AMBER Archive (2006)

Subject: Re: AMBER: PMEMD scaling

From: Robert Duke (
Date: Thu Dec 07 2006 - 08:17:46 CST

Hi Tiziano,

Thanks for giving me an example of how the scaling game can be played! Consider two different implementations of a parallel application like MD. Say one of the implementations is twice as fast as the other on a single processor, and in addition presume that the machine has pretty darn fast cpu's, but a slow interconnect. Well, the faster application will be impacted more by the slow interconnect than the slower application because it is capable from a cpu-speed perspective of putting out 2x as much i/o to the interconnect. So the scaling is lower for the faster application, basically because you would have to push the interconnect past it's capacity to attain the same scaling you obtained from the slower application. I consider this to be a bit of a shell game that is played in the highly parallel computing world. If you never work on pushing your single cpu performance, then you can display better scaling numbers and push to higher cpu count because your per-cpu throughput expectation for 100% scaling is lower, and it will take more cpu's to start hitting the real limitations in the interconnect. So you could have one application that will get "scaling discounts" because it runs on a gazillion processors at a supercomputer center, and another that doesn't get these discounts, but in fact is capable of getting more work done per cpu hour and per unit of time. I have developed pmemd purely from this latter perspective, aiming to maximize the work done per cpu hour and per unit of time. In the development cycle between amber 8 and 9, I got some really good single cpu speedup, especially on intel and opteron ia32 architecture chips (not an accident). Presuming you really only have 2 and 4 processors here (this new "core 2 duo processor stuff can be confusing - some are dual core dual cpu, ie., 4 cpu's in a box), these look like rather nice numbers - practically a nsec/day from a pair of workstations for JAC. I appended my results from two older dual cpu machines, gb ethernet from a year ago (from the amber 9 pmemd README) below.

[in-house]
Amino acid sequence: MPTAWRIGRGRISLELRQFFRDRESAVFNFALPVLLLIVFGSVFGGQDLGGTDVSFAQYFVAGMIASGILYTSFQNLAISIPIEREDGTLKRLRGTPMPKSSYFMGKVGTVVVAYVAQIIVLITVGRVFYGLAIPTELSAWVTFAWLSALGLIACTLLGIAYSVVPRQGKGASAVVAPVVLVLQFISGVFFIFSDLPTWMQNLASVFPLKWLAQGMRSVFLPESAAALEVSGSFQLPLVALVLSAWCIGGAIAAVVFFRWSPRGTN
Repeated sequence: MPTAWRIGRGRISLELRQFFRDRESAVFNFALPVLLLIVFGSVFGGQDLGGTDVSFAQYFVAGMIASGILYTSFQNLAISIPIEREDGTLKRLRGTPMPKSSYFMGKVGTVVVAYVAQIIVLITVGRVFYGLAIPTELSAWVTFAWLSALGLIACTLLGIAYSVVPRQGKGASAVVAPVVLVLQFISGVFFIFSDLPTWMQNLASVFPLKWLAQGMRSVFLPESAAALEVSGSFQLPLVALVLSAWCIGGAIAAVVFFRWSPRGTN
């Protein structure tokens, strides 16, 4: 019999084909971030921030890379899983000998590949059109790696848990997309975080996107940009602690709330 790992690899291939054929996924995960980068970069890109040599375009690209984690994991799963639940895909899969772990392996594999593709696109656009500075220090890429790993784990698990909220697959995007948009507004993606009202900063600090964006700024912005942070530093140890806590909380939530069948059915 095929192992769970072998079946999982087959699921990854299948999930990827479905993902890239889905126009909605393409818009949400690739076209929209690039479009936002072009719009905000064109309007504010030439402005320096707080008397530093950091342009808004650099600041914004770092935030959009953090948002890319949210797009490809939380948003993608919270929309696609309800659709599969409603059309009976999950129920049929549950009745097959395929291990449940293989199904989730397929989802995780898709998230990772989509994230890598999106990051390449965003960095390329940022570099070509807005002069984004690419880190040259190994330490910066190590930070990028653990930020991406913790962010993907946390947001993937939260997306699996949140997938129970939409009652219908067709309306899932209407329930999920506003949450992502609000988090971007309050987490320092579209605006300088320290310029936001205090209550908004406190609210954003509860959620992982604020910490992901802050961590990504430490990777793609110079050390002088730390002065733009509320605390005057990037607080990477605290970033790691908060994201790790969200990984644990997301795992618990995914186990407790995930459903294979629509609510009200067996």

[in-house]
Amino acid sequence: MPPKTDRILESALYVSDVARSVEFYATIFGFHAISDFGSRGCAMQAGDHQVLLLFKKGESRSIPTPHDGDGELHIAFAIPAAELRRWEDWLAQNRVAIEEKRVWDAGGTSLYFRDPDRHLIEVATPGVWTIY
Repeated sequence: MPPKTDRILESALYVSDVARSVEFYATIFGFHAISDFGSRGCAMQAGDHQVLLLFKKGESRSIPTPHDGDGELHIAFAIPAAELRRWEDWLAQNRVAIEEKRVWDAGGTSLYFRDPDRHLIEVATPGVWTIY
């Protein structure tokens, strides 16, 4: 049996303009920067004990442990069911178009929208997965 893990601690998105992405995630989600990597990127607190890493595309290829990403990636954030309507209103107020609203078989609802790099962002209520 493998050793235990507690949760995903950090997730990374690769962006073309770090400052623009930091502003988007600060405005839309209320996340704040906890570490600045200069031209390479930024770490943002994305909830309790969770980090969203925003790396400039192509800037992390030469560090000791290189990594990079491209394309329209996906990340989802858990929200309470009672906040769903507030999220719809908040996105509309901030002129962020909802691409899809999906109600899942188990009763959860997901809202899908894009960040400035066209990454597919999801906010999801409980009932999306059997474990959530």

Regards - Bob Duke


So what about smaller machines? We have decent speedups relative to
pmemd 8 on my favorite Pentium 4 3.2 GHz / Gigabit ethernet setup. The MPI
implementation here is MPICH 1.2.6.

Factor IX NPT , 90906 atoms, 8 Angstrom cutoff, 1.5 fs step, PME

# procs pmemd 9 pmemd 8
                 psec/day psec/day
1 116 86
2 182 138
4 293 238

JAC NVE, 23558 atoms, 9 Angstrom cutoff, 1 fs step, PME

1 254 185
2 432 315
4 702 572


---- Original Message -----
From: Tiziano Tuccinardi
Sent: Thursday, December 07, 2006 3:46 AM
Subject: AMBER: PMEMD scaling

Hi all,
I 'm building a beowulf cluster: 2 (up to now) 2-cpu nodes Intel E6600 2,4 GHz Fsb 1066 4 MB cache (Core 2 Duo), 1 GB memory per node, gigabit ethernet (switch interconnected, 3com Switch 2816) / MPICH2 1.0.4p1 / Intel Fortran compiler 9.1.040 without Intel MKL.

I installed both amber8 and amber9 and these are my benchmark results:


JAC - NVE ensemble, PME, 23,558 atoms

#procs nsec/day scaling, %

    2 0.383 100
    4 0.631 82

JAC - NVE ensemble, PME, 23,558 atoms

#procs nsec/day scaling, %

    2 0.600 100
    4 0.857 71

FACTOR IX - NVE ensemble, PME, 90,906 atoms
#procs nsec/day scaling, %

    2 0.283 100
    4 0.395 70

Is it possible to have a decrease of scaling using "pmemd9" compared with amber8, or I made a mistake during the installation? The "configure" command that I used is:
./configure linux_em64t ifort mpich2

Many Thanks


+++++++++++++++++++++++++++++++++++++ Tiziano Tuccinardi, PhD Dip. Scienze Farmaceutiche Via Bonanno 6, 56126 PISA Tel ++39 050 2219572 Fax ++39 050 2219605 E-mail +++++++++++++++++++++++++++++++++++++

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